Townshend’s follies

Pete's pet projects
By JAMES PARKER  |  October 25, 2006

Pete Townshend
Seen from a certain angle, the career of Pete Townshend has been one long conceptual crash-and-burn, an inherently doomed, highly wasteful process of which all the amazing music is just a by-product. Is this the naughty secret of his muse, to distract him with excessive ideas so that the songs may be allowed to write themselves, in peace? Here are a few of Townshend’s grandest follies:

1 | Tommy | The world-famous 1969 rock opera, in its original form, made no sense at all. As Ken Russell, who was obliged to turn it into a film with a plot, noted: “There were huge gaps in the story. . . . You never knew exactly who his father was, why the father was killed or why the boy went blind, deaf and dumb. It’s almost as though the album started halfway through the story and the first half was in his mind but had never been written.”

2 | Lifehouse | The very definition of half-baked, this unachieved 1971 project almost drove Townshend over the edge. Here’s how he described the “story” at the time: “The heroes of the thing are the scum on the surface which is meant to be the lower classes and the people in the experience suits. The Festival Hall in London is taken over and various experiences take place like . . . orgies and football matches and everything you can conceive of. But this has become a kind of theatre — like an art form in itself — to provide good experiences for the people in the experience suits. Art is taken way, way beyond what it is now, that is, something to be appreciated, for it is life, it’s what you get.” All clear?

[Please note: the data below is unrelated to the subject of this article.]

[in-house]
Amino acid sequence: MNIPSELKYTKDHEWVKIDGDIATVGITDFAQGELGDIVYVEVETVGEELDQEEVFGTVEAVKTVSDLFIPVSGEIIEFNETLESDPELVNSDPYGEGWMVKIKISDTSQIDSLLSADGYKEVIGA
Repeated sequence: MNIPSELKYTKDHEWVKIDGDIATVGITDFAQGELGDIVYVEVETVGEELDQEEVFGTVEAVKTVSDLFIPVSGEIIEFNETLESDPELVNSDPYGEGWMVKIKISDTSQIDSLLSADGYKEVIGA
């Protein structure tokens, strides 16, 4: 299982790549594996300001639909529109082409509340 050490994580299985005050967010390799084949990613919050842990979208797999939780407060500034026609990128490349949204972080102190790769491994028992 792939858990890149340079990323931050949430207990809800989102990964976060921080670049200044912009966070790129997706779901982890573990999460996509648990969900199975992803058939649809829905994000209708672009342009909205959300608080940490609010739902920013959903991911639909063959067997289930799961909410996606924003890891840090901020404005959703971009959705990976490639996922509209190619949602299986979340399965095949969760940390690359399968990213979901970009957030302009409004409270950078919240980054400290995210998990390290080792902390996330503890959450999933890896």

3 | Quadrophenia | Mod opera 1973. Not to gainsay the glory of “5.15” (“Girls of fif-teen/Sexually knowing! . . . Out of my brain on a train!”) but Pete’s original plan for this was a clunker: “The theme is a mixture of the history of the group and the story of a kid who’s going through adolescence. . . . He doesn’t suffer from schizophrenia but from quadrophonia. The album will be quadrophonic and each different part of the guy’s character will be a reflection of one member of the group.” Fortunately, the necessary quadrophonic technology was not available at the time, and the idea of the combative, barely together Who as four-persons-in-one never caught on — to the surprise of no one.

4 | Psychoderelict | 1993 — we’re deep in solo Pete here, with an album/play about the ruined rock star Ray High (later to appear in the epically convoluted 2005 blog novella The Boy Who Heard Music) and his attempts to revive an abandoned ’70s project of his called “Gridlife.” From the Townshend-authored press kit: “Gridlife is a futuristic musical about a global Virtual Reality system which provides its subscribers with entire lifetimes of karmically tailored experience. ATHENA, the controller of the Grid, uses a jingle to promote her Gridsuits as safe havens from the heavily polluted atmosphere. But the young hero, SPINNER, is concerned that Athena has too much power and is distorting the truth. He plans to expose her and lead a rebellion.” Exactly.

Related: For Pete’s sake, The old and the new, The Who, More more >
  Topics: Music Features , Pete Townshend, Lifehouse, Ken Russell
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